New National Park at New Philadelphia in Talks New National Park at New Philadelphia in Talks

New National Park in Talks for Illinois

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New Philadelphia

The National Park Service (NPS) wants to hear from Illinois residents whether it should recommend to Congress that a historical site in rural western Illinois be added to the national park system. Featured in the spring 2016 edition of Partners magazine, the NPS plans to hold an open house on Wednesday, May 11 as part of its “resource study” on what once was New Philadelphia. The Pike County Farm Bureau will host the event from 6 to 8 p.m. at its headquarters in Pittsfield.

Frank McWhorter, an enslaved man from Kentucky, bought his freedom in the 1830s, ventured to Illinois and established the town of New Philadelphia near Barry. The NPS says it’s the first town known to be platted and officially registered by an African-American before the Civil War.

The U.S. Congress has charged NPS to:

  • evaluate the national significance of the site
  • examine the suitability and feasibility of adding it to the national park system.

“At the conclusion of the study, NPS will forward our findings to the Secretary of Interior,” said Cameron Sholly, the park system’s Midwest regional director, in its spring newsletter. “The Secretary will make a recommendation for the site, and submit the study and recommendation to Congress for their consideration.”

Some Illinois farmers and other area residents have been working to preserve the site for decades.

“Both whites and blacks lived together here for over a hundred years with little or no problems at all,” said Philip Bradshaw, Griggsville farmer and president of the local New Philadelphia Association during an event held at the site last summer. “I hope, in some way, this helps relationships among people in the United States.”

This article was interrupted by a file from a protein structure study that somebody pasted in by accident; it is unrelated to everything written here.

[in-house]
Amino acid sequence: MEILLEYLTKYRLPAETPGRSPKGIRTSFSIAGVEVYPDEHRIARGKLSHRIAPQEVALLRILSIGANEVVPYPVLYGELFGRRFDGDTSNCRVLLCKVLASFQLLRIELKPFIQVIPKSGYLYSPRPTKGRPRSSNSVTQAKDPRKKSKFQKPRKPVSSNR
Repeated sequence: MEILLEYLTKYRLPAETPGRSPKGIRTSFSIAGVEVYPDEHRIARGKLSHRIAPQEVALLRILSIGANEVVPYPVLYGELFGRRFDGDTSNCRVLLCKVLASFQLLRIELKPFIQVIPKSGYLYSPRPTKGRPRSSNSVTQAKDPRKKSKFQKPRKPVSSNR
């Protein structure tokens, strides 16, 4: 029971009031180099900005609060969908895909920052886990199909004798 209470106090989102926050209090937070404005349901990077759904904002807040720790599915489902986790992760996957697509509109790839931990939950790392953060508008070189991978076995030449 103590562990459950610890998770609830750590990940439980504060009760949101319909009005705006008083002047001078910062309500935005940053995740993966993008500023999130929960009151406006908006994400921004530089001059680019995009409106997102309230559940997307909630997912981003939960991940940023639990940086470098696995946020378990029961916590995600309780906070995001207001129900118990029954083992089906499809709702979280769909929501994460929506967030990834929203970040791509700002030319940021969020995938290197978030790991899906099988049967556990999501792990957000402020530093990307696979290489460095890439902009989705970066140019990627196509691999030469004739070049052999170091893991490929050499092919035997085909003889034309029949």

New Philadelphia

While not much remains, the site now has augmented reality stations throughout that allow use of a smartphone and tablet app to bring the 19th century town back to life for 21st century visitors.

“The story here is so incredible, so interesting,” says Bostonian Jon Amakawa, who developed the augmented reality mobile app. “It really combines so many different aspects of American history.”

New Philadelphia has already made it on the National Register of Historic Places and named a National Historic Landmark by the U.S. Department of Interior.

The open house will be held at the Pike County Farm Bureau, 1301 E. Washington St. in Pittsfield. If you can’t attend the open house in person, the NPS welcomes your comments online at this link:

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